“Ayurveda is not a fad or a trend; it’s a time-tested science that applies to all cultures, places, and stages of life. If we slow down enough and learn how to listen, the answers to vibrant health can be found all around us.”
“By paying attention each day to the signs of imbalance, you can make simple choices that encourage balance in your body and mind.”
This is the kind of simple wisdom we’re learning from Claire Ragozzino in her new book, Living Ayurveda, a stunningly stylish wellness must-read that’s part Ayurvedic cookbook and part lifestyle guide.
As with many great wellnessy hardbacks, Claire’s book had us at ‘hello’ with cover art we needed on our coffee tables ASAP. Intrigued by both the depth of the content and the styling throughout, we decided to profile the author of Living Ayurveda here.
Claire is a certified yoga instructor and Ayurvedic counselor with a background in holistic nutrition and natural cooking. She is the author of the popular site, Vidya Living, and also writes and photographs for online and print publications surrounding topics of food, culture, and our relationship to nature.
Name: Claire Ragozzino of Vidya Living
Passion: My work is dedicated to bringing yoga, Ayurveda, and nutrition to a modern lifestyle. I wrote my new book for everyone looking to improve their diet and lifestyle with greater meaning and understanding of the WHY behind what they’re doing.
My new book: Living Ayurveda: Nourishing Body and Mind through Seasonal Recipes, Rituals, and Yoga is a hands-on holistic guide to self-care based on the ancient wisdom of Ayurveda. The book weaves together the teachings and practices of Ayurveda and Yoga in a modern, accessible way to provide a season-by-season guide for living a vibrantly rich year. Part cookbook, part lifestyle manual, each chapter includes simple vegetarian recipes, seasonal rituals, and self-care practices to cultivate your inner wisdom and feed your body, mind, and spirit.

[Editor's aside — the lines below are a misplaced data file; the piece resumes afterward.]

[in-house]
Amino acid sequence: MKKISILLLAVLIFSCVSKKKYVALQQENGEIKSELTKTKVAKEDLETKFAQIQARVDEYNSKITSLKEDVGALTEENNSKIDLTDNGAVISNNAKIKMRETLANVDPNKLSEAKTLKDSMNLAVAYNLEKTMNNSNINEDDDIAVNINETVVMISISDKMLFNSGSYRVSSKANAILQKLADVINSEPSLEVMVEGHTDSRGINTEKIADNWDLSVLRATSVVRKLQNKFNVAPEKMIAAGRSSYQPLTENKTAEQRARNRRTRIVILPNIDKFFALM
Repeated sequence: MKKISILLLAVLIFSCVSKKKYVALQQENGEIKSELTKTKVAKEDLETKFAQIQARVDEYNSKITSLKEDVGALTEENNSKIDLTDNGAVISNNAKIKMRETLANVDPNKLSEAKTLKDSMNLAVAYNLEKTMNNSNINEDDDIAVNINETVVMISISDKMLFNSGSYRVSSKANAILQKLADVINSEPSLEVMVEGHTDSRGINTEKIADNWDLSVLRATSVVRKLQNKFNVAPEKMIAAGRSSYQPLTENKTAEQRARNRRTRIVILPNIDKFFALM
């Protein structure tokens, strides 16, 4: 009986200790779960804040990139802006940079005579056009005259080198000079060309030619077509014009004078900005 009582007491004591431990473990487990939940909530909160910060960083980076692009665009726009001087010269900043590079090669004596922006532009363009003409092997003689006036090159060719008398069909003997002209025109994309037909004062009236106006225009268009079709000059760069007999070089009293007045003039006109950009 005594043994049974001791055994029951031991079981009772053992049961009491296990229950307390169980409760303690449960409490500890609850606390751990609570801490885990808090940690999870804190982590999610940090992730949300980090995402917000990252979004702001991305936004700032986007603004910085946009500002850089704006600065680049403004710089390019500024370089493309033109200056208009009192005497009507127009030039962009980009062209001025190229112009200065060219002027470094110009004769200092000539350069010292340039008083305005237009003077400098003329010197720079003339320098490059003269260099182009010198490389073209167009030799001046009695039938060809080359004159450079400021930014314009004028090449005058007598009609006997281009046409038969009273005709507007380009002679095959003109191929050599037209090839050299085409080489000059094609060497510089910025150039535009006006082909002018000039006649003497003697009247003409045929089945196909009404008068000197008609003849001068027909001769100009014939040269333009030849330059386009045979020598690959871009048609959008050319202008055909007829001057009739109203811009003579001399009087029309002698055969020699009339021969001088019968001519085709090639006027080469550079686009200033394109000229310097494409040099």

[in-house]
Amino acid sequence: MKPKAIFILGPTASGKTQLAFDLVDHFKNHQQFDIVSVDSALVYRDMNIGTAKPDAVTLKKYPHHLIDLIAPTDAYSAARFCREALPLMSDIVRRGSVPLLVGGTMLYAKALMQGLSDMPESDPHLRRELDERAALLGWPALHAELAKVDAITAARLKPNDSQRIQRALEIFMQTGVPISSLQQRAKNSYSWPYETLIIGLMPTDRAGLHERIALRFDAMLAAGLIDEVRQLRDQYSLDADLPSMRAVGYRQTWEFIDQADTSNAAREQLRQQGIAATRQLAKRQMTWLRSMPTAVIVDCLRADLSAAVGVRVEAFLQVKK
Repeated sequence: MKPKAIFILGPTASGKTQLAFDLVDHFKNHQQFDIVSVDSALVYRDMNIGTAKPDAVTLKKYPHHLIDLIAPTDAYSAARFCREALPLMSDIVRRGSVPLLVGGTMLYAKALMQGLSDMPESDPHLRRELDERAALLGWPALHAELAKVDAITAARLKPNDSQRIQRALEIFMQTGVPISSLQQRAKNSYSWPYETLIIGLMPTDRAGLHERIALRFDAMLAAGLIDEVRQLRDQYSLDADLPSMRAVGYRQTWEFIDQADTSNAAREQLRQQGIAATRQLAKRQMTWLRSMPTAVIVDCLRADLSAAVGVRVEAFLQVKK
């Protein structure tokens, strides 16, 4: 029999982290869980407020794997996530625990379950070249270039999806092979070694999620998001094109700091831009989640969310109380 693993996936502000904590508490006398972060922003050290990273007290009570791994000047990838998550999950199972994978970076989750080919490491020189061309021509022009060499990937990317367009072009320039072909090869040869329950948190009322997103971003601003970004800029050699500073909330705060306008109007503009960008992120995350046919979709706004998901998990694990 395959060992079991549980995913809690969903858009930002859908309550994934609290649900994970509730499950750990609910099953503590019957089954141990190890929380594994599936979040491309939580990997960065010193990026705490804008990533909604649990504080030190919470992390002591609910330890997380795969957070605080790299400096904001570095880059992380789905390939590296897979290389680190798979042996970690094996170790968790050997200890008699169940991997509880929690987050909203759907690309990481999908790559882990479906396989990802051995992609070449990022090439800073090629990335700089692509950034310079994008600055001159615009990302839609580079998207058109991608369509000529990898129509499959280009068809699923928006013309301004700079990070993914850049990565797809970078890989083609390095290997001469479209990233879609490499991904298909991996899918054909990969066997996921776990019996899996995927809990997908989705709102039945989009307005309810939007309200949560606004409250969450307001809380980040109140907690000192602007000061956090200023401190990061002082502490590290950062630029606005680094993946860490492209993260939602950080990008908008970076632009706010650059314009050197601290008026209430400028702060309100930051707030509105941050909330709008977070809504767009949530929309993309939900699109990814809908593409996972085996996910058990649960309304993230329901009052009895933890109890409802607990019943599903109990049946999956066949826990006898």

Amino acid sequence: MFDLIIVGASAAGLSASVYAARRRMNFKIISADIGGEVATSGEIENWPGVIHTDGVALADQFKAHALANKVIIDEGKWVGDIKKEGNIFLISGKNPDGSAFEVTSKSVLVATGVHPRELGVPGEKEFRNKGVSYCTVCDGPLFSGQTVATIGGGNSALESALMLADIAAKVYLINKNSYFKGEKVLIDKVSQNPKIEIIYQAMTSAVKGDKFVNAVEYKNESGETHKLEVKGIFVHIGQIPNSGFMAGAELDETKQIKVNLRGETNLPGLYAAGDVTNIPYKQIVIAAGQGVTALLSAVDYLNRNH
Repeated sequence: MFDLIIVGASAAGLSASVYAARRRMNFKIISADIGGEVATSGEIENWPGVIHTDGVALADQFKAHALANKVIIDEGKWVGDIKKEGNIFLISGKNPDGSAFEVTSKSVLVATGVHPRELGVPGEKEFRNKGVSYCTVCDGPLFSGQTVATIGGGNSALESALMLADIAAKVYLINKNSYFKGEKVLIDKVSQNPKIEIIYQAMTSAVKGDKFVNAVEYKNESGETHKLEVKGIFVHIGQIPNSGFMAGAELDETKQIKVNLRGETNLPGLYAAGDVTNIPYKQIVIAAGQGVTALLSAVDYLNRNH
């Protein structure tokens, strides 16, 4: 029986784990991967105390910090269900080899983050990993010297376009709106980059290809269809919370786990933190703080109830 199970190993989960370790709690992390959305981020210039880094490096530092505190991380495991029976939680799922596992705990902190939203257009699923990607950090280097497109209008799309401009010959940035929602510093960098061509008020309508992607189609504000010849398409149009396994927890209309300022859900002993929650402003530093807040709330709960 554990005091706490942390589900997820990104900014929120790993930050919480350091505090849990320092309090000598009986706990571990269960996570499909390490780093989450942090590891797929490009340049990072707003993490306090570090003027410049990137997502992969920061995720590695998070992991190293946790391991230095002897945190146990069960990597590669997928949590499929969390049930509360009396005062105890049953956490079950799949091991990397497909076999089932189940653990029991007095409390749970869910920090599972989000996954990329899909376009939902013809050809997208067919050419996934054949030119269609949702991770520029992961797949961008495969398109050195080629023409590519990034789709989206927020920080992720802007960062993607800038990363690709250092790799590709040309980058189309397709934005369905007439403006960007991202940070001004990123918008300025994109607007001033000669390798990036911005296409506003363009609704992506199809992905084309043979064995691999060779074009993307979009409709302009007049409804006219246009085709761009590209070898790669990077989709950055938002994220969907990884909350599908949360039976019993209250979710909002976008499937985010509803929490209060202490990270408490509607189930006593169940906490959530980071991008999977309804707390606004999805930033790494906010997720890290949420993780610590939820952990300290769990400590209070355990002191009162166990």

The book in 3 words: food, breath, movement
Favorite recipes in the book? Spring Grain-Free Kitchari with Fresh Beet Salad, Summer Crispy Spiced Okra, Fall Warm Cinnamon Date Shake, and the Winter Vegetable Biryani. (Grab them all!)
Which tools are essential for those just starting with Ayurvedic cooking? My favorite kitchen tools are a microplane for grating things like ginger (I use this daily!), a mortar and pestle for grinding spices, and a pressure cooker—whether this is a traditional stovetop pot or the newer electric InstantPot—these are great for cooking beans and other dishes in half the time.
What usually compells those who are new to Ayurveda? If you’ve tried every diet under the sun, every superfood and supplement, and trendy workout class, but you still don’t feel your best—Ayurveda provides a deeper wisdom and timeless truth. Beyond fads, it empowers you with knowledge about yourself and how to care for your body, mind and spirit through the different seasons and cycles of life.
How would you describe the Ayurvedic diet? An Ayurvedic diet focuses on unprocessed, whole food ingredients, cooked with digestive supporting spices, and prepared and eaten with an attitude of love.
An Ayurvedic meal includes the six tastes—sweet, sour, salty, bitter, pungent and astringent—to nourish all the tissue layers of the body and promote satisfaction. Ayurvedic principles can be applied to any style of cuisine. While Ayurveda’s roots trace back to India, the concepts can be applied cross-culturally.
We use the knowledge of a food’s properties (whether it is heating or cooling, building or lightening), to create dishes with balanced tastes and desired effects. There is no one diet or menu plan that can fit everyone, as each person has a unique body type, digestive capacity, and needs, depending on their constitution, stage of life, and environment.
Eating seasonally is also an essential practice. As the seasons shift, we select foods and tastes that balance the dominant doshas. Therefore, this concept of food as medicine is the main approach to an Ayurvedic diet. We are always trying to use food intentionally to nurture balance within ourselves. Sometimes, this may include meat or other animal products. An Ayurvedic diet doesn’t exclusively mean a vegetarian diet, though many of the dishes incorporate plants as the foundational components (legumes, whole grains, nuts, seeds, fruits and vegetables) cooked in a variety of delightful ways.
Which Ayurvedic practices are most dear to you to keep immunity high? Eating without distraction. I know you wouldn’t think much of this at first, but immunity starts with how effectively we are digesting our food.
Our bodily tissues are formed by the food we take in. If we’re eating when we’re stressed, driving, or one of the many ways we multitask during our mealtimes, our food does not get properly digested. When this becomes our norm, over time our tissues become depleted and so does our immunity.
Ojas is one word for immunity in Ayurveda. The byproduct of strong digestion and good tissue formation is the production of ojas. So the simplest practice you can do to bolster your strength and boost your immunity, is to eat quietly and routinely. Meaning, 3 meals a day, around the same time, and without too much distraction. Skipping meals or grazing weakens your digestive fire. So keep your fire well fed! Not too much, not too little. You’ll be amazed how quickly this can improve how you feel!